Are The Unemployed Eating Cake Yet?

by Frank Wycoff

January 19, 2004   


The new unemployment figures are out, and 5.7 percent of Americans are collecting unemployment checks. Let's see, that's 16 million people conservatively, down 0.2 from the month before. The percentage numbers are from the AP wire service Jan. 9, 2004.

The 16 million figure is all mine, just take the last population census numbers and some help from my calculator, and there you have it. Of course, my numbers or any other numbers are manipulated, like for this article, more so to get or keep political power.

All of the above has bothered me for the past few days -- these numbers have names, and I know some of them -- their faces, where they live. Next month a few of them will run out of benefits and I am not sure what numbers will identify them so that we can be shown how the economy is going. Even more bothersome are the number of people who are not employed and do not show up on any government numbers. Let's put that number at, say, another 16 million. Those whose benefits have run out, (even after the government's extensions), illegal immigrants, homeless, self-employed. Yes, self-employed, like myself who was out of work for a couple of months due to a broken wrist.

I certainly was not a part of any numbers.

In the president's weekly address to the nation last Saturday he used the number 5.7 percent, heaven forbid actually saying how many people that is, and yes, he did add, "that's not good enough." Meaning what? For a change you will personally do something about it, lead by leading?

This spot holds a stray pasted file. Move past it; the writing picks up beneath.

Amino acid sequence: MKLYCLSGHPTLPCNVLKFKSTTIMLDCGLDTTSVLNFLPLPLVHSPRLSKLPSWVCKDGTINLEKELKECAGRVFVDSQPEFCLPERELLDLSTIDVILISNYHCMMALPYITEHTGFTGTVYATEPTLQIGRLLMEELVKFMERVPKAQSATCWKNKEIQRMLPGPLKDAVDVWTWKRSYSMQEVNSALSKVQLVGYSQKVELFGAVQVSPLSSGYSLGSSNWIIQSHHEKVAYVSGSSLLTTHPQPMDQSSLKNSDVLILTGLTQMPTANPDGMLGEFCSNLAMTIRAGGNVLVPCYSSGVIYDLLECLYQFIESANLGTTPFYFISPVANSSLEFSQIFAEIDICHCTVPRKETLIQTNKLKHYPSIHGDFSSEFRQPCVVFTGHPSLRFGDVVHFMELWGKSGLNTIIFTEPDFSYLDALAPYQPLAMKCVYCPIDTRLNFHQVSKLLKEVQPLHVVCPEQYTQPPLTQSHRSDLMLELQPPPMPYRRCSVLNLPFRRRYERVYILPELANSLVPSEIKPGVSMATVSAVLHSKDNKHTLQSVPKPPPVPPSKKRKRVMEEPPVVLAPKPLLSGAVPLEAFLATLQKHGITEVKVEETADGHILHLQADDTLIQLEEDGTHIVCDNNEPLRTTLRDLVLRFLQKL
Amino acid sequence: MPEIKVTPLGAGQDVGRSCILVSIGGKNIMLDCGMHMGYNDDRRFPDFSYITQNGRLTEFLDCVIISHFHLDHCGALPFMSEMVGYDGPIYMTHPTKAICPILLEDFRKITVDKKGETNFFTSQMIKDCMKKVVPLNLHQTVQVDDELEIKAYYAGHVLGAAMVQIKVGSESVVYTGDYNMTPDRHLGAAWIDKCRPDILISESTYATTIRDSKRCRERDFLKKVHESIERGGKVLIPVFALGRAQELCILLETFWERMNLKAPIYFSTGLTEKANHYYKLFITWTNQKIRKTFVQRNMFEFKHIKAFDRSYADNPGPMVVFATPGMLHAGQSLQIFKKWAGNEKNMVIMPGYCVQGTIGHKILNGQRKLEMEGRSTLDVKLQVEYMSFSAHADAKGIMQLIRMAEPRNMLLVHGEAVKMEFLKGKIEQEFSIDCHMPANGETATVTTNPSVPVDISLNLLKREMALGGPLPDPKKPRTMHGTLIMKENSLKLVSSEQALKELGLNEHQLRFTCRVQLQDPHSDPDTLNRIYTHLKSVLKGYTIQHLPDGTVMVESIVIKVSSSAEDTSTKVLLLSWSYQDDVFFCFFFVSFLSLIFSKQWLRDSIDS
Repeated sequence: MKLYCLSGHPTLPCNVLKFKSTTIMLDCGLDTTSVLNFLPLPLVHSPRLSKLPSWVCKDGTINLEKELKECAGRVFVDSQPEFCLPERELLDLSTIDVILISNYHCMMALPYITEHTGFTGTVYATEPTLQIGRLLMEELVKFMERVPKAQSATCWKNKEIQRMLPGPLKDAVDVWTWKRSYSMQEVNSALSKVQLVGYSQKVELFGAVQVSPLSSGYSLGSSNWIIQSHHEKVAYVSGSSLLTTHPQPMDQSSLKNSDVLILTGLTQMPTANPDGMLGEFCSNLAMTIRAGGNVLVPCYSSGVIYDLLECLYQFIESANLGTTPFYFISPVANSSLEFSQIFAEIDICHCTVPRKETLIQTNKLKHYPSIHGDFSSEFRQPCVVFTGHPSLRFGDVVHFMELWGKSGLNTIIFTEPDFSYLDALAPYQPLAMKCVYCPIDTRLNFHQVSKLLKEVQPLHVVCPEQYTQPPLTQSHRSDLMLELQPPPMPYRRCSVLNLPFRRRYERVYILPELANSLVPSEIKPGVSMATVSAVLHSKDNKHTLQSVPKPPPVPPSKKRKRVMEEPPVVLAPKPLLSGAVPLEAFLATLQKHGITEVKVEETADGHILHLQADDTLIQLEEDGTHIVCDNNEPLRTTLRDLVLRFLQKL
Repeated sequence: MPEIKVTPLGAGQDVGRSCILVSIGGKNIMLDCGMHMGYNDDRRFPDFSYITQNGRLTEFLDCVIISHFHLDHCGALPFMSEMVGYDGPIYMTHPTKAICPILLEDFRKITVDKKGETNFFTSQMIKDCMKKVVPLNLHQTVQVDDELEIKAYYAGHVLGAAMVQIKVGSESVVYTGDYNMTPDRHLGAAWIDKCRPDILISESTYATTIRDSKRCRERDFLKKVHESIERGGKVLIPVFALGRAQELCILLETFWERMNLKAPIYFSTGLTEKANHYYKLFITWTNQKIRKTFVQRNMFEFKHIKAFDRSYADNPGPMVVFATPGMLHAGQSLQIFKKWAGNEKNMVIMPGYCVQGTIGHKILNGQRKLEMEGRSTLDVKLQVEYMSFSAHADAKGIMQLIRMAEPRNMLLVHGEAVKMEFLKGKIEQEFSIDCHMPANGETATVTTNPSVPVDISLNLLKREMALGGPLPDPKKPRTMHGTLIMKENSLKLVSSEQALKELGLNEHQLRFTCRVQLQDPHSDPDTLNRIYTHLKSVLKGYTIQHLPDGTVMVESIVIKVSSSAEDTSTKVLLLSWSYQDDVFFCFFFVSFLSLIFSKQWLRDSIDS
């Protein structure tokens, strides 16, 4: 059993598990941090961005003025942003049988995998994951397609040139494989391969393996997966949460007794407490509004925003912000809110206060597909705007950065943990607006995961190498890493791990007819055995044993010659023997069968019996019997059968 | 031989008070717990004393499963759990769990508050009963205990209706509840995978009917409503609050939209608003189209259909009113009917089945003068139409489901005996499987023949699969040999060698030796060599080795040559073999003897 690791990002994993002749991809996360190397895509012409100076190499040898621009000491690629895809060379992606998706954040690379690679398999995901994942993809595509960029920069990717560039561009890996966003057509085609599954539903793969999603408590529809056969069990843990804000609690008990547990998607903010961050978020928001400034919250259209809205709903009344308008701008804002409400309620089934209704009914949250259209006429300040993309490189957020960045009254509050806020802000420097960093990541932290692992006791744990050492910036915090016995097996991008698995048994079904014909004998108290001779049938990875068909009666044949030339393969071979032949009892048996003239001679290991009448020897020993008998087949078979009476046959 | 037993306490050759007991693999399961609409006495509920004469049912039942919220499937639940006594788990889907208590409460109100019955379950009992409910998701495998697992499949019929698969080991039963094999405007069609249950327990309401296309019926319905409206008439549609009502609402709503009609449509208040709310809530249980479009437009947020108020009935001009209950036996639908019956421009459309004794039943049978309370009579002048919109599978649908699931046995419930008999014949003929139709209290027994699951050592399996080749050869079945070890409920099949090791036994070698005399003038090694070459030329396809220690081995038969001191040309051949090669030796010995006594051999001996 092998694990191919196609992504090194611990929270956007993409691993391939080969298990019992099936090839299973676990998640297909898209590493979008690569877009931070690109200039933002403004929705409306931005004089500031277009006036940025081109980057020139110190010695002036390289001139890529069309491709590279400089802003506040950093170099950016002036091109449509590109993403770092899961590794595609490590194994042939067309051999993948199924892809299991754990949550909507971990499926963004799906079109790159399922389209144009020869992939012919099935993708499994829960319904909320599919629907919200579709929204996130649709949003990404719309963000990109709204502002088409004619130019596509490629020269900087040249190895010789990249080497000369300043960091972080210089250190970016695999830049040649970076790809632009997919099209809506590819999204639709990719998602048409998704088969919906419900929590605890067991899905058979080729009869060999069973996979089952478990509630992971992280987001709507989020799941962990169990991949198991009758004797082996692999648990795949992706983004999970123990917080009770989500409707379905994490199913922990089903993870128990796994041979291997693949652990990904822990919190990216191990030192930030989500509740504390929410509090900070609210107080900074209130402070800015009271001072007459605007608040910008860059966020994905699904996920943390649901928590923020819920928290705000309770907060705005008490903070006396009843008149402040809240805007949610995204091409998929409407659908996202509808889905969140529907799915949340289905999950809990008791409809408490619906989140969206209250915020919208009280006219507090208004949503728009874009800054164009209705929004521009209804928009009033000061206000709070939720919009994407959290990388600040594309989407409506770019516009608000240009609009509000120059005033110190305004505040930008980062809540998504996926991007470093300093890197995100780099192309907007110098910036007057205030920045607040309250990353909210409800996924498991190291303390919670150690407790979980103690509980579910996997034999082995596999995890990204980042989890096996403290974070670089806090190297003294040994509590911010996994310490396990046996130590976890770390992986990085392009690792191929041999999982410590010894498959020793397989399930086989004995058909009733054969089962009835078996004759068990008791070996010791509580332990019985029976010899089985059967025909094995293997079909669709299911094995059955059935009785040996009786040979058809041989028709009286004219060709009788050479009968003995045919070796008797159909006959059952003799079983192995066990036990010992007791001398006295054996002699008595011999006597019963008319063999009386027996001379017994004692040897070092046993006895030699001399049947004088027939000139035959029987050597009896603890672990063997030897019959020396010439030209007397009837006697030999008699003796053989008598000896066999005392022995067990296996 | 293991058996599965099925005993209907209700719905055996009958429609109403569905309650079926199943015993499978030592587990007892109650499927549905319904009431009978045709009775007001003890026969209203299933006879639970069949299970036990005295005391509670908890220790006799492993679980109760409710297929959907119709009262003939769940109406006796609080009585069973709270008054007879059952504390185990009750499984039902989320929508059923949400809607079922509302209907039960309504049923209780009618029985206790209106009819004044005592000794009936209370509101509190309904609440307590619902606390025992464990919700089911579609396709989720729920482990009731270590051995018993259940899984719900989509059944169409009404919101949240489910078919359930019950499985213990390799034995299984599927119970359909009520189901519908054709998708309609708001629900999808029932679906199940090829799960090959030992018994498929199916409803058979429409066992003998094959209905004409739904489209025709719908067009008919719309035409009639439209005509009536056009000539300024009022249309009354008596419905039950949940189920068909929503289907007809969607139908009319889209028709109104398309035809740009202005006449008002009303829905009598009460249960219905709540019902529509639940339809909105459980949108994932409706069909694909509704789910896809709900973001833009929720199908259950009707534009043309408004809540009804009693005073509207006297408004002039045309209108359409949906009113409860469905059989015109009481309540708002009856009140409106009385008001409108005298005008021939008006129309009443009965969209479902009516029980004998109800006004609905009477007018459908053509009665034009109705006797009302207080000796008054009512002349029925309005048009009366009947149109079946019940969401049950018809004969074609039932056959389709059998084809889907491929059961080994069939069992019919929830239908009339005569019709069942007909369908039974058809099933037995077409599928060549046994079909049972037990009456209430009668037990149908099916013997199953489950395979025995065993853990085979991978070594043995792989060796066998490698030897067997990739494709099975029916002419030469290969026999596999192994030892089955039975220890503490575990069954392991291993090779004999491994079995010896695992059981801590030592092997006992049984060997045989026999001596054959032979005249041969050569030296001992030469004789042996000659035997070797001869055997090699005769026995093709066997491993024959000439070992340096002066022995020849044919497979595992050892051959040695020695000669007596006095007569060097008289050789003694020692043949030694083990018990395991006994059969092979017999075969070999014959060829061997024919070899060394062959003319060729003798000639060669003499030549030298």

You want to be a leader, Mr. President? How about using some of your re-election war chest to create or even save a few jobs. Same goes for you other guys who want the job. What kind of headlines would be generated by the simple act of using one's power and privilege to create jobs -- not handouts -- just jobs. Millions of dollars wasted every four years; so many people lost in percentage points.

What a bunch of idealistic crap coming from the mind of this child of the '60s. I apologize.

Mr. Bush, save "that's not good enough" for your next tax break, at least that's tangible. While you're at it, try using one person's name when talking about the unemployed. Maybe even add why that person is unemployed. Would it hurt so much to loose a million-dollar contribution by calling on the mate one of your business buddies who took his company's operation overseas and created that person's unemployment?

Let's end this puny idealistic tirade here; we have known all our adult life that there has always been enough money in this country to give all the people a chance to pursue happiness. We should have moved by now to helping the rest of the world. But no, we will spend the rest of our lives being numbed by the numbers from people in power who can do something about it all, and instead choose to endlessly use the numbers rhetoric.

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Frank Wycoff is a true friend of Swans, literally. Even more, he was one of the five crazies who launched Swans in 1996, and while not contributing his words for several years, he has helped in countless ways, quietly, in the background, to keep the project going. Frank Wycoff used to have a small printing business in California. He and his wife Nancy sold it in 1998 and relocated to Oneonta, New York, where he now works as an independent contractor around the houses, many of them in dire need of his expertise.

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Published January 19, 2004
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